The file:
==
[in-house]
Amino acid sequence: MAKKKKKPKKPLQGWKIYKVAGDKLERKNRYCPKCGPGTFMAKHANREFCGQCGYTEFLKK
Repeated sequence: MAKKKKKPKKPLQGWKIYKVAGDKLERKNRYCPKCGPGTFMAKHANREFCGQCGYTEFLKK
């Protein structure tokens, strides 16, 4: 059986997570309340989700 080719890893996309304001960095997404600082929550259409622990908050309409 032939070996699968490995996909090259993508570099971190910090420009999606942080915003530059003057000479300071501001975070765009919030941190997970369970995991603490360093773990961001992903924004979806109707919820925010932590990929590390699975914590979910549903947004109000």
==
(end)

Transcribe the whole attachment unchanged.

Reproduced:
[in-house]
Amino acid sequence: MAKKKKKPKKPLQGWKIYKVAGDKLERKNRYCPKCGPGTFMAKHANREFCGQCGYTEFLKK
Repeated sequence: MAKKKKKPKKPLQGWKIYKVAGDKLERKNRYCPKCGPGTFMAKHANREFCGQCGYTEFLKK
């Protein structure tokens, strides 16, 4: 059986997570309340989700 080719890893996309304001960095997404600082929550259409622990908050309409 032939070996699968490995996909090259993508570099971190910090420009999606942080915003530059003057000479300071501001975070765009919030941190997970369970995991603490360093773990961001992903924004979806109707919820925010932590990929590390699975914590979910549903947004109000």